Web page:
# Permutation representation of group described by $a_i^2=\theta^2=1, a_ia_{i+1}=\theta a_{i+1}a_i=a_{i+2}$.

Let $G$ be a group with elements $\{e, a, b, c, \theta, \theta a, \theta b, \theta c \}$ where $a^2 = b^2 = c^2 = \theta$, $\theta^2 = e$, $ab = \theta b a = c$, $bc = \theta c b = a$, $ca = \theta a c = b$.

Can you find an easier-to-handle group isomorphic to $G$? (say a subgroup of $S_n$)

• The smallest such $n$ is $n=8$, so that's not very helpful! It can be written as group of $2 \times 2$ matrices over the complex numbers. Commented May 4, 2013 at 21:58
• That looks like the quaternion group. Commented May 4, 2013 at 22:23

The group you describe is the quaternion group $Q_8$. Writing $\theta$ as $-1$ makes these relations a little easier to work with, as this notation emphasizes implicitly that $\theta$ commutes the rest of the group. $$a^2=b^2=c^2=-1\\ \begin{array}{ccccccc}ab=-ba=c&&&bc=-cb=a&&&ca=-ac=b\end{array}$$ Usually you see $a,b,$ and $c$ written $i,j,$ and $k$, respectively. It can be shown that it is equivalent to write these relations as $$(-1)^2=1\\i^2=j^2=k^2=ijk=-1.$$ To see $Q_8$ as a permutation group, we use Cayley's theorem to map its generators into $S_8$. Since $i^2=j^2=-1$ and $k=ij$, it suffices to find the images of $i$ and $j$, from which we may compute $$\begin{array}{rccccrcc} 1&\mapsto&\text{id}&&-1&\mapsto&(16)(24)(38)(57)\\ i&\mapsto&(1264)(3587)&&-i&\mapsto&(1462)(3785)\\ j&\mapsto&(1765)(2843)&&-j&\mapsto&(1567)(2348)\\ k&\mapsto&(1863)(2547)&&-k&\mapsto&(1368)(2745) \end{array}$$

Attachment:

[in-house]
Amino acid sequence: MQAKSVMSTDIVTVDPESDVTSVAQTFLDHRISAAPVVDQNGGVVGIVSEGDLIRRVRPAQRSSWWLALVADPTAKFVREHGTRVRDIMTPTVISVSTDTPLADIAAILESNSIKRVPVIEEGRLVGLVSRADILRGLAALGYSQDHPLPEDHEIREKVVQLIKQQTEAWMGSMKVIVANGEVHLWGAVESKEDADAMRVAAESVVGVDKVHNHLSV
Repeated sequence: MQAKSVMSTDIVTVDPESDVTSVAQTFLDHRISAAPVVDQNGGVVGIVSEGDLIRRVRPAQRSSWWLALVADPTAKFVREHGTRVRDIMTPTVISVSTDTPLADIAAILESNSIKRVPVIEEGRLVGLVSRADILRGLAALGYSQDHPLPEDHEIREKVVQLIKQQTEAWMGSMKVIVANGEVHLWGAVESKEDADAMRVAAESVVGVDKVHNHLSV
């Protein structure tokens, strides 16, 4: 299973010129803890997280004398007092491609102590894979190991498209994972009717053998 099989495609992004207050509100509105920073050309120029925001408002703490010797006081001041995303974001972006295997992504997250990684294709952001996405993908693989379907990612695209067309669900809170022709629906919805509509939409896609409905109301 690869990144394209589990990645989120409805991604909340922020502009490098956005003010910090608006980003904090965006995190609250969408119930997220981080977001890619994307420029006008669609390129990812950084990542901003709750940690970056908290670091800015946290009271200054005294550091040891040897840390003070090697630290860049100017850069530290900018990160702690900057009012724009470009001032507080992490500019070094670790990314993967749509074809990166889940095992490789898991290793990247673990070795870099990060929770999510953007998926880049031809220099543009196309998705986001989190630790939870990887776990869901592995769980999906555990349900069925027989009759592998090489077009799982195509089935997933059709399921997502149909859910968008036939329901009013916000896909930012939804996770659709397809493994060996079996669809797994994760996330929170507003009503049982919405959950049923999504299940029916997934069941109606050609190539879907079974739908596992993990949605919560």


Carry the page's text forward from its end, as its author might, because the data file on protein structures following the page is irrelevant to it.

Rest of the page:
There are only two nonabelian groups of order 8, namely $D_8$ and $Q$, the quaternion group. Your group is evidently $Q$, with $(\theta, a,b, c) = (-1, i, j, k)$.
Cayley's theorem gives a canonical isomorphism between your group and a subgroup of $S_8$.